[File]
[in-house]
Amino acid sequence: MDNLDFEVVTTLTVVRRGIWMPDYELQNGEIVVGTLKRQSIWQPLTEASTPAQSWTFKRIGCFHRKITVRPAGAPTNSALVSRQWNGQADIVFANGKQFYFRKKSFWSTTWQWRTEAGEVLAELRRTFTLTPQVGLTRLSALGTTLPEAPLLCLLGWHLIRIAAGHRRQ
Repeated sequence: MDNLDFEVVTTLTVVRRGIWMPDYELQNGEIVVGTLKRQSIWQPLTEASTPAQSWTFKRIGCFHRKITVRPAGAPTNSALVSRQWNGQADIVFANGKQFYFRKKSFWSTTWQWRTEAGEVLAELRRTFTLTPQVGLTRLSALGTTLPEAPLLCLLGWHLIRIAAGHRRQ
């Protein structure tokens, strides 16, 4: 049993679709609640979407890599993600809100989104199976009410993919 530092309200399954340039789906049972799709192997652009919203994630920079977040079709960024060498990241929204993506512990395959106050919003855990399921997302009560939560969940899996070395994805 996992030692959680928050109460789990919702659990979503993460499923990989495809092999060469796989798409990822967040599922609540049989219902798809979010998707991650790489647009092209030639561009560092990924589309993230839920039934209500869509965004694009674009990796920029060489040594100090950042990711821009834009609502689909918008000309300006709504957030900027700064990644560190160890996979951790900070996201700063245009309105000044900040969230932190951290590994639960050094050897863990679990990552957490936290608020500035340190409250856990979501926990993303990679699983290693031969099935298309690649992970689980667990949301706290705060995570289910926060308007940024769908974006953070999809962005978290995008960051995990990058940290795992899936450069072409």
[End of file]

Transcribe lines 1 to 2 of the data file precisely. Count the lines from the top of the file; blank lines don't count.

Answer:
[in-house]
Amino acid sequence: MDNLDFEVVTTLTVVRRGIWMPDYELQNGEIVVGTLKRQSIWQPLTEASTPAQSWTFKRIGCFHRKITVRPAGAPTNSALVSRQWNGQADIVFANGKQFYFRKKSFWSTTWQWRTEAGEVLAELRRTFTLTPQVGLTRLSALGTTLPEAPLLCLLGWHLIRIAAGHRRQ